Northern Ireland news

Politicians unite to back Muckamore families' call for public inquiry into abuse scandal - as former First Minister insists it's in 'public interest'

DUP leader Arlene Foster has backed calls for a public inquiry into the Muckamore hospital abuse scandal
Seanín Graham

FORMER First Minister Arlene Foster has intervened in the Muckamore Abbey Hospital abuse scandal by writing to the top civil servant at the Department of Health about the need to "prioritise" a public inquiry.

The DUP leader's correspondence, seen by The Irish News, states that such an inquiry into "systemic failures" at the Co Antrim facility "is in the public interest" and urges Permanent Secretary Richard Pengelly to act.

The letter, dated July 1, is one of six sent by Northern Ireland's main political parties to Mr Pengelly over the past month, in which they back calls made by a pressure group - made up of families whose loved ones are Muckamore patients - for the establishment of a fully independent inquiry into abuse allegations.

Three months ago, there was an outcry after the department's legal team said it did not believe "it is in the public interest" to order a public inquiry "at this time".

However, Ms Foster writes: "You will be aware of the families' quest for public inquiry and I wished to place on record my view that such an inquiry is in the public interest.

"I am concerned that any delay will frustrate answers and appropriate learning from what, on the face of it, appears to be systemic failures. Supporting the Action For Muckamore group and their injured relatives, I would be grateful if you could give their request appropriate prioritisation."

The hospital is currently at the centre of the biggest criminal adult safeguarding investigation of its kind in Northern Ireland, with a specialist team of PSNI detectives probing 300 reports of ill-treatment of vulnerable adults with severe learning disabilities.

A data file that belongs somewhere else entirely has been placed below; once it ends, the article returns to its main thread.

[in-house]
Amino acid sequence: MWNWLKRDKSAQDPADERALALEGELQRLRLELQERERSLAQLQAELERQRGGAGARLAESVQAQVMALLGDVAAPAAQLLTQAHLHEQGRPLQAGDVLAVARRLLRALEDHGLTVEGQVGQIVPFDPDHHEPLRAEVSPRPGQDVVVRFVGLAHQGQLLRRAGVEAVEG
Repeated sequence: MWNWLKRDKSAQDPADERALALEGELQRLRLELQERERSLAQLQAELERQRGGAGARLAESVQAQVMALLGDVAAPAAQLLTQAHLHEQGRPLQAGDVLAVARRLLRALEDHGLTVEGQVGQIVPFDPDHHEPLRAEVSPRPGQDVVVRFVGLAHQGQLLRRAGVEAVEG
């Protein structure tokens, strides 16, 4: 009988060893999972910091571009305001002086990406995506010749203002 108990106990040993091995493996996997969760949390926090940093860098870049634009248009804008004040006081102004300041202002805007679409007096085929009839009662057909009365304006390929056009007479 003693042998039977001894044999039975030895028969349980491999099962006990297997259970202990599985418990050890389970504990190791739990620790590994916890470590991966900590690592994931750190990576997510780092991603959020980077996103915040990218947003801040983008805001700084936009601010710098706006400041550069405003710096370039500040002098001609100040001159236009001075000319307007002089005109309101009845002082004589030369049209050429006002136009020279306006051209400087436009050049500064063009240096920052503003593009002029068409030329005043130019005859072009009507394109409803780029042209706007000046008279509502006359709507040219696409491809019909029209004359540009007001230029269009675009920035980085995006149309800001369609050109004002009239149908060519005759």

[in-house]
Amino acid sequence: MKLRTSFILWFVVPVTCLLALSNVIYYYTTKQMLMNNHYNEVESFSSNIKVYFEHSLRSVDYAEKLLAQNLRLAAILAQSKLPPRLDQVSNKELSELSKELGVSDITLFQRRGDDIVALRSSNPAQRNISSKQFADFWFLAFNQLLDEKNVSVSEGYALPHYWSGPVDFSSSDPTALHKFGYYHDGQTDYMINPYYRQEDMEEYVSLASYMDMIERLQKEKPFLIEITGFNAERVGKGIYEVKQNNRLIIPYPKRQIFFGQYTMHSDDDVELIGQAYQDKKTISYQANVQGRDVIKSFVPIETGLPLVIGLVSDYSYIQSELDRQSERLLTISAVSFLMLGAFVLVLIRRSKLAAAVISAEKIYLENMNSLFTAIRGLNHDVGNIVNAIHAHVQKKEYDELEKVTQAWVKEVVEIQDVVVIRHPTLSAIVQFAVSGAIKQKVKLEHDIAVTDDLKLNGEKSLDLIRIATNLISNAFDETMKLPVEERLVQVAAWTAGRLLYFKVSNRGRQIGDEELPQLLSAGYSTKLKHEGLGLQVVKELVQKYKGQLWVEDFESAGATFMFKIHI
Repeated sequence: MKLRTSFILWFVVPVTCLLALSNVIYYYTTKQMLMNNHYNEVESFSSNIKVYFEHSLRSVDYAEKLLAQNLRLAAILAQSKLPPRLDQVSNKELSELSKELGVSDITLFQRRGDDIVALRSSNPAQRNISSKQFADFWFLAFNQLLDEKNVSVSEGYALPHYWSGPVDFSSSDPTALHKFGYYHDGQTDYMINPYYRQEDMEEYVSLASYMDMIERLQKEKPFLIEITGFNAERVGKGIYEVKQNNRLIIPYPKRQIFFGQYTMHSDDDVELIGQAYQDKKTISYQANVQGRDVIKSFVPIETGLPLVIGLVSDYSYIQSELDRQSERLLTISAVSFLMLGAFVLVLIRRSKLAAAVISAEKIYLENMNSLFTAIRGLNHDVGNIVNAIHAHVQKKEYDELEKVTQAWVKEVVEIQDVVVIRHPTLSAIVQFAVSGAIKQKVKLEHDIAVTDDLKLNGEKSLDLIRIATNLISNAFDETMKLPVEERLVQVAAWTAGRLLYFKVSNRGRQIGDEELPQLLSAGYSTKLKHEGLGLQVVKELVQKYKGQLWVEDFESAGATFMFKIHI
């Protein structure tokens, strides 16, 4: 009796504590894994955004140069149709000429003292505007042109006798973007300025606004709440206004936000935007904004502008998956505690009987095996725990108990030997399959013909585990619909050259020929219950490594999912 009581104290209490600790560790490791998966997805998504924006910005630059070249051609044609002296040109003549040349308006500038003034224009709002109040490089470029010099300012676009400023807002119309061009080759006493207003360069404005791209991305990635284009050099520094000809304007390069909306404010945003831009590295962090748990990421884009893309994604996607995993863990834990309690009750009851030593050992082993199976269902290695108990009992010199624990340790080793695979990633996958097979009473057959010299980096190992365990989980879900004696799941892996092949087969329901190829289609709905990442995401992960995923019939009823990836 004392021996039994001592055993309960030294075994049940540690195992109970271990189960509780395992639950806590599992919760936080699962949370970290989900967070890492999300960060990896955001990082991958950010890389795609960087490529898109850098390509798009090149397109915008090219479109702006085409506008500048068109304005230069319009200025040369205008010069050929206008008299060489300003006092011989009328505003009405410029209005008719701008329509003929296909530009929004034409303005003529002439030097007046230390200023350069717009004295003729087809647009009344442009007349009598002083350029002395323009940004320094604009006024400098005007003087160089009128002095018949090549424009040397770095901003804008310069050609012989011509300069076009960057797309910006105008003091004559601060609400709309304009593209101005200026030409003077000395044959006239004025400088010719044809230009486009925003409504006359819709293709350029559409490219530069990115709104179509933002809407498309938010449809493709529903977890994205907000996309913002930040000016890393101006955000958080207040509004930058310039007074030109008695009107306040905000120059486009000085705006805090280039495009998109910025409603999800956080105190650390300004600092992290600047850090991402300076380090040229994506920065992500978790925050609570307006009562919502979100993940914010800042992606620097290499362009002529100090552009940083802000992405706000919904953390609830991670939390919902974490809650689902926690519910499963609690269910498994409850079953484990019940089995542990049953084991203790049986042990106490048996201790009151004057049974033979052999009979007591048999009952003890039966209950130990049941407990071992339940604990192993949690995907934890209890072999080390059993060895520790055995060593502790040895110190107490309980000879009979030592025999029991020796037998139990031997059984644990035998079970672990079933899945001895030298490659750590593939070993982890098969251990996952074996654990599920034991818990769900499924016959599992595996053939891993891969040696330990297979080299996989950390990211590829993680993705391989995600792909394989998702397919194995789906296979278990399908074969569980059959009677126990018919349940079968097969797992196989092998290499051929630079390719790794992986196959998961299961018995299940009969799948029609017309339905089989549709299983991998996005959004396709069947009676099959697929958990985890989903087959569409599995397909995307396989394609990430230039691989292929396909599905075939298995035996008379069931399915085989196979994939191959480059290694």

To date, a total of 19 staff - mainly nurses - have been suspended after physical and emotional abuse of patients was reportedly captured on CCTV cameras over a six-month period in 2017.

Mr Pengelly has repeatedly said he does not have the legal powers to order a public inquiry and referred it back to Secretary of State Karen Bradley.

However, solicitor Claire McKeegan, who made a formal written request to the department for an inquiry earlier this year on behalf of the Muckamore families, said she believes the onus is on Mr Pengelly to act, stating that it is " is not just a requirement of the overwhelming public concern relating to this case, it is a requirement of the Human Rights Act 1998."

Ms McKeegan said she believed the letters issued by the political parties, including Sinn Féin, SDLP, Ulster Unionists, Alliance and Green Party, to the department's permanent secretary were "extremely significant".

"The view from the department that a public inquiry is not in the public interest at this time doesn't reconcile with the political parties who are elected and accountable to the electorate," Ms McKeegan of Phoenix Law said.

"The permanent secretary should urgently review this decision in light of the recent correspondence."

Ms McKeegan said she has been instructed by the families to review judicial review proceedings in the event of the department "withholding an inquiry".

Dundonald man Glynn Brown, who heads up the Action For Muckamore group and whose son was allegedly assaulted as a Muckamore patient, last night said he was "pleased" by the cross-party support.

"Ordering this public inquiry is a legal necessity to protect the most vulnerable people in our society and to identify the systemic failings so that important lessons are learned - from the top down," he said.

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